Written by: Paul Meganck

Internal Consultant Coach Trainer






‘Wingerdbloei' is an organization within the field of child welfare, providing context support, home counseling and (semi)residential care.

Between 2000 to 2010 Wingerdbloei evolved from a small scale setting, providing residential care for 16 adolescent girls, into a larger organization with several residential groups and a department home counseling, with classical as well as more experimental approaches.
Today Wingerdbloei provides customized residential and/or ambulant care, tailored to the specific need of every client system, with a capacity of 146 youngsters and their context. Clients are girls and boys (70 % are adolescents) and their context who have been referred by child welfare or juvenile court. Those references were based on problematic parenting situations and/or severe behavior problems or criminal acts.
This development confronted the organization with challenges both from a quantity level and a quality level, with more and more diverse complex and persistent problems educational and care situations.
By consequence Wingerdbloei as organization needed to find new and better answers in the way the care was organized in the residential settings. At the same time the need to embed and organize this care with and within the broader context of the youngsters increased exponentially.

Over the years these challenges were addressed, step by step elaborated and translated in vision texts, good practices, exploring new approaches (e.g. experiential learning) and consolidating them when effective.  New frameworks, that were compatible with and/or broadening the vision on care, were introduced (e.g. collaborative therapy, signs of safety...). The structure of the organization was adapted in order to meet clients' needs in the best possible way.
In 2010 the vision, gradually developed over the past 15 years and formulated in several working notes was further elaborated and visualized in the model: “The educating – helping relationship” (read more details here).
Still we were frequently confronted with questions on how to translate this vision into action and communication in very tense and stressful interactions with some of the clients in residential or ambulant care.

Integrating NVR and New authority in Wingerdbloei

In 2009 Mies De Cock, one of our staff-members read Haim Omer's book - Non Violant Resistance in families. She felt this philosophy was very compatible to the way Wingerdbloei wanted to work with the children, youngsters and their families. She shared her thoughts with the managing director Jan Bots (M.D.) who recognized the possible value of this approach and gave it a chance.  Later on the management concluded that this approach, not only offered an additional methodology for effective home counseling, but also could be valuable for the organizational process of Wingerdbloei.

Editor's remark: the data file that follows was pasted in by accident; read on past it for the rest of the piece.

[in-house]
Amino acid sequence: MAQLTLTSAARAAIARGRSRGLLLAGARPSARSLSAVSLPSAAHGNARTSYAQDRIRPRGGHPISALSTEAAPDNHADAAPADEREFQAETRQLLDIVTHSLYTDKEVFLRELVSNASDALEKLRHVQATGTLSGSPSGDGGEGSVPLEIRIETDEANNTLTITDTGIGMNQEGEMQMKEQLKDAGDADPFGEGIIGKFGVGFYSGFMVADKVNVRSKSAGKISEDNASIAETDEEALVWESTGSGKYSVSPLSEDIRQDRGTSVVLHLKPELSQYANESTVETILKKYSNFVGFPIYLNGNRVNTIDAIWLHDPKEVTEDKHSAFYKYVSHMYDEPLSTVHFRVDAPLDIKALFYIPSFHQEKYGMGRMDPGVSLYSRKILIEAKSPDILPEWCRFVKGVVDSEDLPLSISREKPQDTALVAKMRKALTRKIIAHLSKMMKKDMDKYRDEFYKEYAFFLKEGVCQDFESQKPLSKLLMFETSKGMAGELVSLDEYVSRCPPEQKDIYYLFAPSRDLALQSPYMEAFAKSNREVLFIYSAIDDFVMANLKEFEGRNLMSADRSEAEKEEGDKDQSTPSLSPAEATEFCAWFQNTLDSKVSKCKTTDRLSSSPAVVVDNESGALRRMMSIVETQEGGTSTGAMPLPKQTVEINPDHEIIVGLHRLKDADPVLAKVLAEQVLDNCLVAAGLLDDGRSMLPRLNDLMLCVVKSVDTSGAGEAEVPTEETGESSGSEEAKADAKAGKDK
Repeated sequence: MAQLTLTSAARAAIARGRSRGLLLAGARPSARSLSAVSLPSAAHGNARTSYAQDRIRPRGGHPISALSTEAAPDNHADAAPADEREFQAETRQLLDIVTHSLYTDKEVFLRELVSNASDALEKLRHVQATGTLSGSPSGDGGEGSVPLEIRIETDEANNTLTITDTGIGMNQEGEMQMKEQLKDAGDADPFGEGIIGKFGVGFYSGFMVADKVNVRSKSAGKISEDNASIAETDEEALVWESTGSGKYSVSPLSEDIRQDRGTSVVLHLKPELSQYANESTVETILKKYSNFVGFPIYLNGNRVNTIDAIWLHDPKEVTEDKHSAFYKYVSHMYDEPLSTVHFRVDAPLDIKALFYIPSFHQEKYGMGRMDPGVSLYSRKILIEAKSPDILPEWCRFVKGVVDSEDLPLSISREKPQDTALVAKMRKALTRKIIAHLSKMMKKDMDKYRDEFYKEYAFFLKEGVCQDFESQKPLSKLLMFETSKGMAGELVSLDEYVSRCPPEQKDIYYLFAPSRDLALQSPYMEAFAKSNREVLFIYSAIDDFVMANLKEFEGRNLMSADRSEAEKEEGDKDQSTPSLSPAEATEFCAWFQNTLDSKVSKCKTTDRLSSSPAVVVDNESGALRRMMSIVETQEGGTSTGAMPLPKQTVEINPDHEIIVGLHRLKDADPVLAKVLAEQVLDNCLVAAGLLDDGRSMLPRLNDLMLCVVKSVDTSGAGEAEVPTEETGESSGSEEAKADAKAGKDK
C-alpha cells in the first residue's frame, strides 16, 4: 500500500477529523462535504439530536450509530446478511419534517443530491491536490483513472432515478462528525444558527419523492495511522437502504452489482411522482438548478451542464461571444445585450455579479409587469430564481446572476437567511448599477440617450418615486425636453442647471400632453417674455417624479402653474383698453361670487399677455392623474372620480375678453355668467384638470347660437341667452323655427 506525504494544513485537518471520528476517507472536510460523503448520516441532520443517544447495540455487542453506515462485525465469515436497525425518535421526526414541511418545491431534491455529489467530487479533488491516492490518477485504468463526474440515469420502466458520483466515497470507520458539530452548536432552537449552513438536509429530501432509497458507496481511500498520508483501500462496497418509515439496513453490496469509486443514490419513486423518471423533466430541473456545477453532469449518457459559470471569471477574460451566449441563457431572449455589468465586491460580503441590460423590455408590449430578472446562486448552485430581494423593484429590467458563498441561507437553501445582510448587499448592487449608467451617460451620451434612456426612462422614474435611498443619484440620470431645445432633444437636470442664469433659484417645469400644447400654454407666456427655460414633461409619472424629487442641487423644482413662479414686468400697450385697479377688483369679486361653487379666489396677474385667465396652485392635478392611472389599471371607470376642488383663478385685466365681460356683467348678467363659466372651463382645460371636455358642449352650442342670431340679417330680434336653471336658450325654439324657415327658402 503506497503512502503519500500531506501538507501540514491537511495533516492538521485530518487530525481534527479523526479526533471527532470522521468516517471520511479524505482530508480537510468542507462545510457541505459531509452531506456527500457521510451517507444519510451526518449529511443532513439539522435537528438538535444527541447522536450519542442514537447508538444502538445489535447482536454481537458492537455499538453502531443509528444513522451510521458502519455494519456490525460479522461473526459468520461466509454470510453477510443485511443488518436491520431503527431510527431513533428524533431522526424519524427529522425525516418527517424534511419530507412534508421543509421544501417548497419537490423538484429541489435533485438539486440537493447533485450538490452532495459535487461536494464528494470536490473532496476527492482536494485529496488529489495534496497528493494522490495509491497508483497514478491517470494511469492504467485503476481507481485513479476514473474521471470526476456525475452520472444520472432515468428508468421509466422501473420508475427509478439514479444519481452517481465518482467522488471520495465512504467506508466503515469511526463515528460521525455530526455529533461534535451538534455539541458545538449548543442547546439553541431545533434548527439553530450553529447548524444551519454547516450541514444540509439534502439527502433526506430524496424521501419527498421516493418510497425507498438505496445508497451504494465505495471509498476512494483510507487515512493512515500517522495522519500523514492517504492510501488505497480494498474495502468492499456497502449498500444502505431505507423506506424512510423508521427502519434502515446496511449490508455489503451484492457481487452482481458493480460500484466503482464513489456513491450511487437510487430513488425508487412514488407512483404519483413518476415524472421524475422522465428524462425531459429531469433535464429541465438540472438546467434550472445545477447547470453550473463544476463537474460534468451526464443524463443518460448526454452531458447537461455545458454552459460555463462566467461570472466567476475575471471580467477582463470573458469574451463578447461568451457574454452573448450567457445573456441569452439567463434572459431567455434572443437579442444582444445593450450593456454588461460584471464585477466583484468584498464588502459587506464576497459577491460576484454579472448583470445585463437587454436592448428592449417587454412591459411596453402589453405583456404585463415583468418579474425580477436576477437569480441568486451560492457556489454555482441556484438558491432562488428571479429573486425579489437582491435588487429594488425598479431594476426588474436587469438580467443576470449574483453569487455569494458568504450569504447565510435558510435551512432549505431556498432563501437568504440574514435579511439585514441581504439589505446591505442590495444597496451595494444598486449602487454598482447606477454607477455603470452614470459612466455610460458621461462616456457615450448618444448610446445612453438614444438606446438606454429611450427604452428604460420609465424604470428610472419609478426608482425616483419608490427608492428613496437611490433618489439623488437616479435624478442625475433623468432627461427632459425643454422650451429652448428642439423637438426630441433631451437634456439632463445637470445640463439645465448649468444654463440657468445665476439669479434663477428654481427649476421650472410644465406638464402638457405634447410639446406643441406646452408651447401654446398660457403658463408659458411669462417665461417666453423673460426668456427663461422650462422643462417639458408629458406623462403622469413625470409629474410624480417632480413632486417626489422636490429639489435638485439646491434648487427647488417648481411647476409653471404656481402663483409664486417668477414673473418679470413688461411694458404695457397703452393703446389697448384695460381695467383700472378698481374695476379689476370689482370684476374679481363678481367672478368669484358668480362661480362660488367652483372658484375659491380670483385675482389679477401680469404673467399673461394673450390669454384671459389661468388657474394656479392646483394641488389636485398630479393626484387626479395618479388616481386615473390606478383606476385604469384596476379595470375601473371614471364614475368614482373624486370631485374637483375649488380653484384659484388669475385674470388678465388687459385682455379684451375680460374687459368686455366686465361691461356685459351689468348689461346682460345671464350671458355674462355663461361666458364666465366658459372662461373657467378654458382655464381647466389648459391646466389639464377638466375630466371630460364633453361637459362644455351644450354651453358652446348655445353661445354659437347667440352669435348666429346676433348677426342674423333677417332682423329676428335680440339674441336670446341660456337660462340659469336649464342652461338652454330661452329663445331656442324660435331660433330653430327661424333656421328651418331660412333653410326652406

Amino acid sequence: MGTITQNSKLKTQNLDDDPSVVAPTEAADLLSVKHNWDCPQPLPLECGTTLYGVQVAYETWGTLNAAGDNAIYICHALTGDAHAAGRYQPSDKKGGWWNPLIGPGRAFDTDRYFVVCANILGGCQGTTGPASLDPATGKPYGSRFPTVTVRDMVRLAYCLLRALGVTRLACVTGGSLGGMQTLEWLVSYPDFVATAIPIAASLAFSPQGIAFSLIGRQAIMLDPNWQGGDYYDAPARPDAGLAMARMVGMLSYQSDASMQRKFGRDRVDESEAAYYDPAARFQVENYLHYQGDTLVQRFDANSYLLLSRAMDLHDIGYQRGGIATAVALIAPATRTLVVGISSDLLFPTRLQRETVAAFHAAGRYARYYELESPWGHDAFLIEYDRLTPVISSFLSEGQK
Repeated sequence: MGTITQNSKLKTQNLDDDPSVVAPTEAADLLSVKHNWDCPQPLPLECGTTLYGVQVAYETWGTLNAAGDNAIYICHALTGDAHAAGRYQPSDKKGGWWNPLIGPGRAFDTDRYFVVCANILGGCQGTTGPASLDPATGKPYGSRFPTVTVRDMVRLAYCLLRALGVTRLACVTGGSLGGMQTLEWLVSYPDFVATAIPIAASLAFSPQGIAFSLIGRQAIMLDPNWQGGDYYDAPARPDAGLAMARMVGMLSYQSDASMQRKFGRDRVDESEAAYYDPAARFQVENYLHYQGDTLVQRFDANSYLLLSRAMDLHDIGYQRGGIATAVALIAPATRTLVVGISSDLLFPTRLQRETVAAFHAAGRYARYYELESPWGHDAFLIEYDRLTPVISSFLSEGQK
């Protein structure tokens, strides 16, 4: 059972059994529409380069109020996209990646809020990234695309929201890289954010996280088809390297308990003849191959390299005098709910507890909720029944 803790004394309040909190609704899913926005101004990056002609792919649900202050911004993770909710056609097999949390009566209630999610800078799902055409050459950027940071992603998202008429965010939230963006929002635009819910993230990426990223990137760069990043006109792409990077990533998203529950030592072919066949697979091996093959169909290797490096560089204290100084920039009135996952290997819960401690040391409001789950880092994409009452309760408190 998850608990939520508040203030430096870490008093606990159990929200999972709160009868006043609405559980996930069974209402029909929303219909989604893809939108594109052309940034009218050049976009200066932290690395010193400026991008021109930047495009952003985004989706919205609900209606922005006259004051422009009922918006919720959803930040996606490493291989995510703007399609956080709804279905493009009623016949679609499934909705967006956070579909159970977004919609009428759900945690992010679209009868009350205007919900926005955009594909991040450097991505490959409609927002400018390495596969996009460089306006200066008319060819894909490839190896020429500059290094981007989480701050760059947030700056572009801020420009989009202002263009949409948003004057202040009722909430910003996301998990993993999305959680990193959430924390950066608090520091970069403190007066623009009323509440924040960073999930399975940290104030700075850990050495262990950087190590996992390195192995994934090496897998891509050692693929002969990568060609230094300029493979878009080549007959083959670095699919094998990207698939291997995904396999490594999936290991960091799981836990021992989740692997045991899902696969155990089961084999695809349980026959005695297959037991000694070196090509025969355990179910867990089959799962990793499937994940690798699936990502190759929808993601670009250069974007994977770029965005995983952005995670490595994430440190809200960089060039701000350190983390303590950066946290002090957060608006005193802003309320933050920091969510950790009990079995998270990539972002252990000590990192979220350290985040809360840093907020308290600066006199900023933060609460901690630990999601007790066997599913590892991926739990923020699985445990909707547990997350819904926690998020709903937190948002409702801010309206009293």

In 2010 a four day internal training, with Frans Duintjer (Rhino) as trainer, was organized for the home-counselor unit. In 2011 Paul Meganck, Internal Consultant Coach Trainer, had a 4 days intensive training with the New Authority Center team in Israel. Since then  a recurrent internal training program for all co-workers is installed (Read here more about the process).


Where do we stand today

As stated, we see training programs as a lever to support care providers to translate the Wingerdbloei vision on care into daily practice.
However Wingerdbloei organizes many other training trajectories on methodologies compatible with the vision on care, (e.g. Functional Family Therapy, Multi dimensional Family therapy e.o.).  On this moment training programs based on the content of “non-violent-education” are further developed for youngsters and parents focusing on individual or group training.
The recurring character of the basic training trajectories, helps us to consistently focus on the essence of “what we should do and how we should do it” if we want to educate youngsters and support parents in their parenting in a non-violent and effective way.
We use the question: "should we initiate an NVR trajectory" for this team or in this family?” as a reason to take a critical look at the quality of our actions. Often we conclude that we still can improve a lot on “what we should and can do”.
In the past three years, two NVR trajectories were initiated within the residential settings, three in home counseling trajectories.

However, the real work is done by every co-worker, educator, context worker, staff-member, supervisor and management. Thanks to their engagement and endorsement Wingerdbloei stands where it stands today. Implementing nonviolent educating and helping can’t be done unless everyone participates.